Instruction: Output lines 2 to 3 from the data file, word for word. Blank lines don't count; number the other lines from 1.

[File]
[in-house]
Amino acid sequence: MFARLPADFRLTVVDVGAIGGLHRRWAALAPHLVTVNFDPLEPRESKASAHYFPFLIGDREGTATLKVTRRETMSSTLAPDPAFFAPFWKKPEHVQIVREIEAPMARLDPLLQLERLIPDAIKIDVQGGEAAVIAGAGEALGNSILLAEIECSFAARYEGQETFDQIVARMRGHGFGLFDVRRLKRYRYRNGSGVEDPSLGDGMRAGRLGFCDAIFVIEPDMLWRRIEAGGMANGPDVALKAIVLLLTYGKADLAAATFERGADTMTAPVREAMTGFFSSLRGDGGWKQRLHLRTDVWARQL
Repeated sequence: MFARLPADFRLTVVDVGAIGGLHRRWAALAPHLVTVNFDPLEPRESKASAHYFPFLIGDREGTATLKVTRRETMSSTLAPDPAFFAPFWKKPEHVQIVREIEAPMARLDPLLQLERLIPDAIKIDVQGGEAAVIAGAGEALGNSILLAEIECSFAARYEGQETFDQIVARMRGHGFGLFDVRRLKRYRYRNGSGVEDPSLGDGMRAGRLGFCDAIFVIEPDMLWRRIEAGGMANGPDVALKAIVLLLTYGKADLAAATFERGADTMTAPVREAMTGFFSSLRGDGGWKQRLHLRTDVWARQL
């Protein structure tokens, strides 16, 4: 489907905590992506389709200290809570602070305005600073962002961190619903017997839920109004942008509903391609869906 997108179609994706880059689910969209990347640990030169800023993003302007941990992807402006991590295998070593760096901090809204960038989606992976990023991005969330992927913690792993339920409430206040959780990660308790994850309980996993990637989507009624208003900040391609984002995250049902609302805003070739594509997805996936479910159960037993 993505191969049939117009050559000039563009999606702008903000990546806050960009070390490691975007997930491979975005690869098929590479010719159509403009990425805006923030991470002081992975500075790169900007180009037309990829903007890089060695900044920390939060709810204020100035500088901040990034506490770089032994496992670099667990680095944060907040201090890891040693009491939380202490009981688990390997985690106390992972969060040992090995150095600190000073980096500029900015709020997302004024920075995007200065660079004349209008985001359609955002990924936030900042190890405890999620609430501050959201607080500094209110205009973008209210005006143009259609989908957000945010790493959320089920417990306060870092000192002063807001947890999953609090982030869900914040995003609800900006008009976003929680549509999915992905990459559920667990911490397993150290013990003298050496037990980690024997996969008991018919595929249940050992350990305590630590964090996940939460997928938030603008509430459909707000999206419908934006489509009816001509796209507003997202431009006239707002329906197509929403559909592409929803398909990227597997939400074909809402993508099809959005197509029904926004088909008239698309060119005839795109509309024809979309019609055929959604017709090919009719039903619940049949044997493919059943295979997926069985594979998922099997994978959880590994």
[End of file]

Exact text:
Amino acid sequence: MFARLPADFRLTVVDVGAIGGLHRRWAALAPHLVTVNFDPLEPRESKASAHYFPFLIGDREGTATLKVTRRETMSSTLAPDPAFFAPFWKKPEHVQIVREIEAPMARLDPLLQLERLIPDAIKIDVQGGEAAVIAGAGEALGNSILLAEIECSFAARYEGQETFDQIVARMRGHGFGLFDVRRLKRYRYRNGSGVEDPSLGDGMRAGRLGFCDAIFVIEPDMLWRRIEAGGMANGPDVALKAIVLLLTYGKADLAAATFERGADTMTAPVREAMTGFFSSLRGDGGWKQRLHLRTDVWARQL
Repeated sequence: MFARLPADFRLTVVDVGAIGGLHRRWAALAPHLVTVNFDPLEPRESKASAHYFPFLIGDREGTATLKVTRRETMSSTLAPDPAFFAPFWKKPEHVQIVREIEAPMARLDPLLQLERLIPDAIKIDVQGGEAAVIAGAGEALGNSILLAEIECSFAARYEGQETFDQIVARMRGHGFGLFDVRRLKRYRYRNGSGVEDPSLGDGMRAGRLGFCDAIFVIEPDMLWRRIEAGGMANGPDVALKAIVLLLTYGKADLAAATFERGADTMTAPVREAMTGFFSSLRGDGGWKQRLHLRTDVWARQL